This is a guest post that I did for Madi at And So I Did! Hope you enjoy, and sorry it’s a day late!
So, you walk in to Barnes and Noble or into Hastings or whatever bookstore that you would normally visit. You look around, overwhelmed by the sheer volume of books on the shelves. At that point, people typically do one of two things: they go to the shelf that they always go to and pick something, or in their overwhelmed state they wander the aisles never making a decision.
Now, I am all for wandering the aisles, seeing what covers attract your attention, it’s actually one of my favorite Saturday afternoon pastimes, but I am more a fan of finding a book that I will love. Wandering the shelves is one way to do it, but after years of practice, I’ve developed a few tried and true methods of finding books that I love.
1. Look at books by authors that you love. If I find an author that I love to read, I will read literally everything ever written by that author. I sometimes become borderline obsessed, following twitters, instagrams, facebooks, and reading their blogs. When I first found Brandon Mull, a middle grade/ young adult writer through his Fablehaven series, I devoured every book he wrote, and every book delivers.
2.This borderline obsession works for me in different ways though. For example, after reading The Night Circus by Erin Morgernstern and becoming a serious fangirl of hers, she blogged about a book, The Enchanters, that is now on my bedside table in the “To Be Read” pile. I would have never found that book without her recommendation.
3.Another way that I have found great books to read is pretty simple. I had just finished The Witch of Little Italy by Suzanne Palmieri and found myself in love with the writing, with the characters and their stories. I was devastated when in my search for more by the same author, there was only one other book and it wasn’t in a similar genre. I ordered it anyways, but was a little distraught. I just happened to scroll to the bottom of the Barnes and Noble that says “Customers Who Bought This Also Bought…” and it lists books that are similar or at least purchased by the same people who had also purchased the book that I loved so much. Not all of those books were my kind of books, but that list led me to The House at the End of Hope Street by Menna Van Praag and that was beyond worth it.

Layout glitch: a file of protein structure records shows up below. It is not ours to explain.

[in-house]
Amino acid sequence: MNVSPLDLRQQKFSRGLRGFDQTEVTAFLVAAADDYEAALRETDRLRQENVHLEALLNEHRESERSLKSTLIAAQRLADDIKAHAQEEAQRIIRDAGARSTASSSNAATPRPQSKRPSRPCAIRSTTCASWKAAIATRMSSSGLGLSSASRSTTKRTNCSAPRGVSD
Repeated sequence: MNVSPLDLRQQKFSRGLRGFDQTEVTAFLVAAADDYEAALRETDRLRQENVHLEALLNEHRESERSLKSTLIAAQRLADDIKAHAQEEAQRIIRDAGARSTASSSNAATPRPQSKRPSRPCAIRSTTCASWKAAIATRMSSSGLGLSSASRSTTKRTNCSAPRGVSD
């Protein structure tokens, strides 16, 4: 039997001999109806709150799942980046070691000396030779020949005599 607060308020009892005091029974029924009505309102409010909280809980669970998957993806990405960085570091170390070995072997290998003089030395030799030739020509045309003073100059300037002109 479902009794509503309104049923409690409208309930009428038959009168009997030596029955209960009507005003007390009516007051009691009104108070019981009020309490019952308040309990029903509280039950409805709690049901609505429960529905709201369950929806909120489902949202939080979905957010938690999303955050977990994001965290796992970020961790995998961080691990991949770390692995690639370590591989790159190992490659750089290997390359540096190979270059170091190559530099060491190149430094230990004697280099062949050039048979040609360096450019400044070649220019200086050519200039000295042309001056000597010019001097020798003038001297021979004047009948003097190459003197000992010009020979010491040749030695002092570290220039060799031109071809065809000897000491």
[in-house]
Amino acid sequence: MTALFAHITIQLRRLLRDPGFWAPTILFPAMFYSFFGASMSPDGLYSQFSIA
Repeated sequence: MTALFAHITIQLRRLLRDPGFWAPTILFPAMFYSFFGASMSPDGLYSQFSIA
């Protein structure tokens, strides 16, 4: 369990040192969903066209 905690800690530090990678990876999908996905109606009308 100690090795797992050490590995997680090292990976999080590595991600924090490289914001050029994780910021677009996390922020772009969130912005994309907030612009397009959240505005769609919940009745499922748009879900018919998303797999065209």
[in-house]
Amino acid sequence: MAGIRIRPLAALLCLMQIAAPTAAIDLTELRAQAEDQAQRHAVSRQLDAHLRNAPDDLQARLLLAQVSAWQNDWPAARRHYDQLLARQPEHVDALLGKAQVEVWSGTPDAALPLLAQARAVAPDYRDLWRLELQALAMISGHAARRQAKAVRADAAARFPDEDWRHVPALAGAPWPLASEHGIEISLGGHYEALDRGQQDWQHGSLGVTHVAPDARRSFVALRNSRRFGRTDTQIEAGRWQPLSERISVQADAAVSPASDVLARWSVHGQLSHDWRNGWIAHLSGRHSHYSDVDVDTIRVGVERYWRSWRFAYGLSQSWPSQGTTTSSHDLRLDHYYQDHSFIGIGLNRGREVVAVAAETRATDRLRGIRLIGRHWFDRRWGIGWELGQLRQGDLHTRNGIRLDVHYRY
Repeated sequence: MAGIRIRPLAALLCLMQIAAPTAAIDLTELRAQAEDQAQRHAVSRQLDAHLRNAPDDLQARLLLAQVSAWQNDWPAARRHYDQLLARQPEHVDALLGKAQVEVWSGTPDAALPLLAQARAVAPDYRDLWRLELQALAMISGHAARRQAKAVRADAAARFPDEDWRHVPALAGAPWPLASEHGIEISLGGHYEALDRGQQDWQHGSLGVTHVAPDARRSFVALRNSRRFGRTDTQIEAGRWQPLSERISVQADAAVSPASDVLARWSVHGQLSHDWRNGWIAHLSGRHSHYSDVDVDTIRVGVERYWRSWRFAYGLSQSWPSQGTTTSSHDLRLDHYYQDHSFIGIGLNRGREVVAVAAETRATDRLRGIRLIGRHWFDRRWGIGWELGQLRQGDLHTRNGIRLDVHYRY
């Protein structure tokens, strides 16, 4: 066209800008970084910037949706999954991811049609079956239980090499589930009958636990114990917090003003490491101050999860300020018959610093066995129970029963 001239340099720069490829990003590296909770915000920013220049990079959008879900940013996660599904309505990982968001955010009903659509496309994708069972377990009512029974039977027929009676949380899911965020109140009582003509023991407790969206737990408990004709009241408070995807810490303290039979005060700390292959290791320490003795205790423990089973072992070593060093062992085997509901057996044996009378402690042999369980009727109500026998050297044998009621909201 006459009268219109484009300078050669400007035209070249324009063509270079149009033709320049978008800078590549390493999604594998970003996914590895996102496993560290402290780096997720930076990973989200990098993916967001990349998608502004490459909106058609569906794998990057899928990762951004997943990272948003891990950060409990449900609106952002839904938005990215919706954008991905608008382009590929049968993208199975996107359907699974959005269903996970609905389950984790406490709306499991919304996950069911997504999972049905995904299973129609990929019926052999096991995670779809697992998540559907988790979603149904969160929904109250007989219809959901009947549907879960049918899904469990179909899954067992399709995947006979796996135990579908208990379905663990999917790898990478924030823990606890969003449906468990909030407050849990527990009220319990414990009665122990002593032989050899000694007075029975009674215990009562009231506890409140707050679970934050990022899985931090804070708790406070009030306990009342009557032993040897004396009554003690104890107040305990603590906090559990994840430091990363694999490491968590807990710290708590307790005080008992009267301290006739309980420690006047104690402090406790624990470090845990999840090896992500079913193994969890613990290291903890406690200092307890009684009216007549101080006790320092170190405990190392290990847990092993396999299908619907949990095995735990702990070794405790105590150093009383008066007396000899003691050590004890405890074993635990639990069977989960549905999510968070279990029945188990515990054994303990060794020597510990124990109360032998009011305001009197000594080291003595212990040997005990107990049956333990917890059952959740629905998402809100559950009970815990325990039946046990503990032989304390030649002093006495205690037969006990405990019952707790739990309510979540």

4. Follow people who read books. Talk to people who read books. Books are so easy to talk about! One way that I’ve created a space for these discussions is through my use of GoodReads. There is a website as well as an app for the telly, so I always have it with me. Anytime I get a book recommendation, I immediately add it to my To Read shelf (this is mine), and anytime I feel like I don’t know what to read, I scroll that list. It’s also nice because you can add friends on GoodReads and look at their books and book recommendations. Here is my profile! Feel free to add me!
The most important thing I’ve learned from my recent reading is to put the book down if it doesn’t work for you. Give it a fair shot, I usually try to hit the halfway point, but if it doesn’t do it for you, just stop reading. There are too many great books out there to waste time reading a novel that doesn’t work for you.
What do you do to make sure that you pick a great book?